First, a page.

Second, the duration of preoperative abstinence needed to affect postoperative outcomes is often unclear. For example, some have interpreted a prior study by Warner et al. (15) as suggesting that the rate of postoperative pulmonary complications is increased in patients who quit smoking within eight weeks of cardiac surgery compared with those who continue smoking. However, this difference was not statistically significant, and these authors did not conclude that recent preoperative abstinence increased risk, but rather that the full benefits of smoking cessation may require longer periods than previously reported (15). This study may contribute to the uncertainty regarding the efficacy of short-term abstinence expressed by the anesthesiologists, although we agree with a review of postoperative pulmonary complications that recommends preoperative abstinence regardless of timing (16). Better studies defining the optimal duration of preoperative abstinence necessary to achieve improved early postoperative outcomes may strengthen the motivation to intervene if relatively brief abstinence improves postoperative outcomes.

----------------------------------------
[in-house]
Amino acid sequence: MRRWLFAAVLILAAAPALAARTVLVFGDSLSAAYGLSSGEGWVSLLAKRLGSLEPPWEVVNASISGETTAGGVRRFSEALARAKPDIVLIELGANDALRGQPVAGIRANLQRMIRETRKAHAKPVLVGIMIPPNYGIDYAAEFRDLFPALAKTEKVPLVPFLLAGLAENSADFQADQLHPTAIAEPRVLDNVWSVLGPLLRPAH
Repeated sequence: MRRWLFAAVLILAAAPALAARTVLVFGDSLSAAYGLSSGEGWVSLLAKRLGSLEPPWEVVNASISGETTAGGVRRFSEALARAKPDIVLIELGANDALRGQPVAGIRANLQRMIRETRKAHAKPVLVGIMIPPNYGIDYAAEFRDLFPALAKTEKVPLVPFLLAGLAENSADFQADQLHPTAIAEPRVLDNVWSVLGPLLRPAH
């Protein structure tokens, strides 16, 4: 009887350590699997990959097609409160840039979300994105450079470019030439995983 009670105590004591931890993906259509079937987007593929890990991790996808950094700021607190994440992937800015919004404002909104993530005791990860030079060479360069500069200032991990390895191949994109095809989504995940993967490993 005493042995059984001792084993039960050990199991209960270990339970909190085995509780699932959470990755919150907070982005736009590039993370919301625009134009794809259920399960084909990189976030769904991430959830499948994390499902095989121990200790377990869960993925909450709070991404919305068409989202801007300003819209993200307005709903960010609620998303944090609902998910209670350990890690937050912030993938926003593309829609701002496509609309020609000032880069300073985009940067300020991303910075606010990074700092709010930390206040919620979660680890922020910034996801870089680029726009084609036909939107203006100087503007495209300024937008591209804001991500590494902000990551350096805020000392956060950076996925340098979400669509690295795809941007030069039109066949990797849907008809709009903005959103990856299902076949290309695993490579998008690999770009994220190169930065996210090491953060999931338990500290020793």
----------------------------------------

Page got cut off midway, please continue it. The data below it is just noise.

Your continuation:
Third, physicians who believe that smoking interventions can be effective will be more likely to offer such interventions (17). Consistent with this idea, anesthesiologists were more likely to believe that interventions would not be effective and were less likely to offer them compared with surgeons. Although overwhelming evidence shows that interventions are effective in multiple settings (5), relatively few efforts have been targeted to the hospitalized surgical patient (18) (compared with hospitalized patients in general) (17). No studies have addressed patients undergoing ambulatory surgery. Some studies have questioned the safety of nicotine-replacement therapy in the perioperative period, on the basis of the effects of nicotine (given in doses far larger than those achieved with nicotine-replacement therapy) on wound and bone healing in animal models (19,20). Although counterbalancing clinical data suggest the safety of nicotine replacement in this setting (21), the issue may not be resolved in the minds of many physicians. Further studies confirming the safety and effectiveness of pharmacologic interventions such as nicotine-replacement therapy in the perioperative period need to be performed. Designing strategies tailored to the surgical patient and demonstrating their efficacy could increase enthusiasm for offering such interventions.